David Cameron is coming under increasing pressure to halt or reduce planned cuts to taxpayer funding to opposition parties, amid fears that both smaller parties and Labour will be hit hard.
Buried in George Osborne’s autumn statement was a proposal to slash £10m of so-called ‘Short Money’ - cash which helps politicians do their job at Westminster - by 19% from this April.
But with a Commons vote looming on the cuts, the Government could be defeated as a handful of Tory MPs are set to join a united opposition claiming the move would be “bad news for democracy”.
HuffPost UK has learned that the cuts are now expected to lead to redundancies for key Parliamentary support staff for the Democratic Unionist Party (DUP), the SDLP, Plaid Cymru and Greens as well as the SNP and Labour.
The DUP would lose upto three staff, while the SDLP, Greens and Plaid would be forced to cut at least one staff member each - all of them from small teams working on policy and scrutiny of the Government.
DUP leader Nigel Dodds
With a majority of just 12, Mr Cameron is being warned that he risks losing goodwill from parties that he may rely on over the coming Parliament. DUP leader Nigel Dodds told HuffPost UK that it was time for the Government to “think again”.
Just weeks from the planned date for the cuts, all parties are scrambling to assess the impact. It is understood that Labour is facing the loss of upto 20 policy advisers, known as ‘pads’, a move that would severely weaken its capability to provide effective Opposition.
Yet with the Tories increasing spending on their own special advisers by £800,000 to £9.2 million, including a 42% pay rise for the advisor credited with changing Mr Osborne’s haircut, MPs, peers and some ministers fear that the cuts would be seen as unfair.
The Tories already have the huge resources of the civil service to support them, as well as their own 94 ‘spads’, and ministers have privately warned that cutting Opposition resources will come back to haunt the party when it is forced out of office in the future.
Former Shadow Home Secretary David Davis has said the Short Money cut is “the wrong thing to do”, while former Tory Cabinet minister Lord Forsyth said: “Short money is supposed to enable the Opposition to operate in Parliament; it is nothing to do with party politics as such and is being cut.”
George Osborne delivering his Autumn Statement
The Chancellor has been determined to reduce the amount of public money spent at Westminster, as part of the Government’s austerity plans for the public sector and as part of a wider pledge to ‘cut the cost of politics’.
The Conservatives point out that Short Money increased from £6 million in 2010-11 to £9 million in 2015-16. They add that funding per Labour increased from £20,000 in 2010 to £28,000 in 2015.
MPs believe that Downing Street is not as wedded to the cuts as the Treasury. Mr Osborne wants to cut by 19% both the £9.3 million spent on Short Money in 2015/16 and a £2m-a-year Policy Development Grant in the next financial year. Short money would be frozen in cash terms until 2020 thereafter.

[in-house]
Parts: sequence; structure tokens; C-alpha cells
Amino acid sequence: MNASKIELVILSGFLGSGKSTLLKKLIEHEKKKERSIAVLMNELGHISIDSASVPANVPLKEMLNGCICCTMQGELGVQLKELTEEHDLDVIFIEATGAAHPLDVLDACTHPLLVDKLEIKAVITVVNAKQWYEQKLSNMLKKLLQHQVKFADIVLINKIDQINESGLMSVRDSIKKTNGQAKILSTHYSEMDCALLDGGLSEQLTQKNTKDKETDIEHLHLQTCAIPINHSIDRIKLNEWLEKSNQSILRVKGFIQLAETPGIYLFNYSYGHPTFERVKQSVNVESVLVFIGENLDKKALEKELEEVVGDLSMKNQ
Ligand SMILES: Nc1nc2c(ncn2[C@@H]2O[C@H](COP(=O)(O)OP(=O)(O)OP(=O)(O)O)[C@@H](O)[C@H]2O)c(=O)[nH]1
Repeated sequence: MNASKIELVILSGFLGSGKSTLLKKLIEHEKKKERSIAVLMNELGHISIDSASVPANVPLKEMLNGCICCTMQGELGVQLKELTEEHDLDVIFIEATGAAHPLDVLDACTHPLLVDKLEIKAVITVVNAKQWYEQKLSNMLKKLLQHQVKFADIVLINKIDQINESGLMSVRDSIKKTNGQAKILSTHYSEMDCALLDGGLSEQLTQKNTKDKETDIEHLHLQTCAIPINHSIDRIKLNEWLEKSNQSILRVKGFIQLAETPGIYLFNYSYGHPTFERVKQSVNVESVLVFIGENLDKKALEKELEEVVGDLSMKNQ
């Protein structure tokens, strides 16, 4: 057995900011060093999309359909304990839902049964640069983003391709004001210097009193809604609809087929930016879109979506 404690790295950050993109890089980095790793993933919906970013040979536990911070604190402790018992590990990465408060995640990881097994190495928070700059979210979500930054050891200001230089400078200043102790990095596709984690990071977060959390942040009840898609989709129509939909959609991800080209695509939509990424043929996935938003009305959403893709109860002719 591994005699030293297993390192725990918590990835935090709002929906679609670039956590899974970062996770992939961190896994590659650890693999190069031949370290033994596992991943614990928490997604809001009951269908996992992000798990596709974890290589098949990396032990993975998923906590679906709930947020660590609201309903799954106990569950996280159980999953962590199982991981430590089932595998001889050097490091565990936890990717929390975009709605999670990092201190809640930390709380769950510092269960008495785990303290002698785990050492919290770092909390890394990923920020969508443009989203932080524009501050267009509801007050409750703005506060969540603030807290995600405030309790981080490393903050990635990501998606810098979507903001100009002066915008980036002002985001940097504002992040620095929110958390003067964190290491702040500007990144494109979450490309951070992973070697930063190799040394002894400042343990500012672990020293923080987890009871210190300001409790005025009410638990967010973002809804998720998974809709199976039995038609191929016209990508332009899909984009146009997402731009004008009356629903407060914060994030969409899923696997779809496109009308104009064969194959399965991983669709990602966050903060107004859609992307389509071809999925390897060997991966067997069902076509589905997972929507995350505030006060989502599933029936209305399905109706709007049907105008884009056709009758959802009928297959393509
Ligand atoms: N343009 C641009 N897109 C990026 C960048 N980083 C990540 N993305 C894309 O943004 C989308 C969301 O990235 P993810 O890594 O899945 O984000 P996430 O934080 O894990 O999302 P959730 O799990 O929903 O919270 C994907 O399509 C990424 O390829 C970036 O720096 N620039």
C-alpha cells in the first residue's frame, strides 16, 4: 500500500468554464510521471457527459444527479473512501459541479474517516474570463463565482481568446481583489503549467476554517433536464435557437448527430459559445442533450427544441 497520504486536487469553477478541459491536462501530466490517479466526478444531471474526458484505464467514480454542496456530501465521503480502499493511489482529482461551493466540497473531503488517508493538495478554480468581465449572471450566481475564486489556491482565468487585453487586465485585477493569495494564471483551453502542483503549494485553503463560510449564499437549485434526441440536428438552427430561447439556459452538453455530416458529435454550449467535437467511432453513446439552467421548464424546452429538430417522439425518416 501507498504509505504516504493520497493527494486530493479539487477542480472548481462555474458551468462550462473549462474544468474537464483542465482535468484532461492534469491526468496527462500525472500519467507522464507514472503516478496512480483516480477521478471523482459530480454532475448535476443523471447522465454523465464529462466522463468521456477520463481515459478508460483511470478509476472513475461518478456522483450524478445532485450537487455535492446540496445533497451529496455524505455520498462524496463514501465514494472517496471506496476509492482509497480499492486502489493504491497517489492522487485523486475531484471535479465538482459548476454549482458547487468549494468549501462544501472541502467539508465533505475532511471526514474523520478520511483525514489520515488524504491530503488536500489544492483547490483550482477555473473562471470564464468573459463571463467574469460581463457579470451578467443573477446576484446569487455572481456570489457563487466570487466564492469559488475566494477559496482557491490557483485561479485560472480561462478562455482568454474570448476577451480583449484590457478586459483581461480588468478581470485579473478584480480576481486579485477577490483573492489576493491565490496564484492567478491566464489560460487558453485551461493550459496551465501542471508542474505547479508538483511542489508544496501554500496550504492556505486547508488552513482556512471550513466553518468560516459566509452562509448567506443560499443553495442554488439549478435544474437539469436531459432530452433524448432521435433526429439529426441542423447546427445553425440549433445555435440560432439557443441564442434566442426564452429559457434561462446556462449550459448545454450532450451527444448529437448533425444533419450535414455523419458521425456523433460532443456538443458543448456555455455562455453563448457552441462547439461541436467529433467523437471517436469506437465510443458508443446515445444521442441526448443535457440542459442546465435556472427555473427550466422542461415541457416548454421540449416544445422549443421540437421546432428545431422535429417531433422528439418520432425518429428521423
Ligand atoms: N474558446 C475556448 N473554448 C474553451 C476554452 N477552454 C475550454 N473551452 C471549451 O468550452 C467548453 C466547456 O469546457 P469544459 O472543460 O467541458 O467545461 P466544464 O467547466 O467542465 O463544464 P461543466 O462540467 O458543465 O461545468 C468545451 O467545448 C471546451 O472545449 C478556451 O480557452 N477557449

Critics say the £10m in total savings to the Government are tiny compared to the Treasury’s overall budget savings but would have a devastating impact on Parliamentary scrutiny.
But just as with the Trade Union Bill’s assault on Labour’s funding, Mr Osborne infuriated the other parties by failing to consult them before making the unilateral announcement. And some in Parliament believe that the cuts will mean that some of the smaller parties will effectively ‘cease to function’ in terms of policy scrutiny.
Short Money is named after Ted Short, the former Commons leader who introduced the taxpayer cash for opposition parties in the 1970s. It is s calculated according to a complex formula related to their number of MPs and votes at the last general election.
The Commons Members Estimate Committee has limited powers to amend the proposed cuts but MPs believe it will require a motion debated on the floor of the House of Commons at some point in coming weeks.
The DUP has assessed that the combined impact of the cuts to short money and policy development grant would be a cut of £62,000 next year and £248,000 over the four remaining years of the Parliamentary term, a huge reduction that would cost the DUP up to 3 staff.
Mr Dodds told HuffPost UK: “I regret the lack of consultation that preceded the Government’s unilateral announcement about Short Money cuts. They would be well advised to think again, and actually consult with other parties in the Commons.
“And as and when they do, a much more equitable solution should clearly be found on this matter. It would be sensible and prudent for the government to follow this course of action.”
Jeremy Corbyn's office and Shadow Cabinet facing staff cuts
Labour points out that it trebled Short Money in 1999, when it had a huge majority and the Tories were at their weakest in years. Sir George Young – then Shadow Leader of the House – observed at the time “A healthy democracy depends on a well-briefed, well-resourced Opposition. That is good for government as well.”
Labour is expected to lose £1.4m every year under the cuts, with around £400,000 of the shortfall coming from cuts to ‘Policy Development Grant’, which is administered by the Electoral Commission.
The reduction means that Labour may lose upto 20 policy advisers split between Jeremy Corbyn’s leader’s office - which is funded entirely from Short Money - and others working for the Shadow Cabinet.
The party has yet to spell out full ‘doomsday scenarios’ but one option would be to share one adviser between two shadow ministers, as well as other cuts.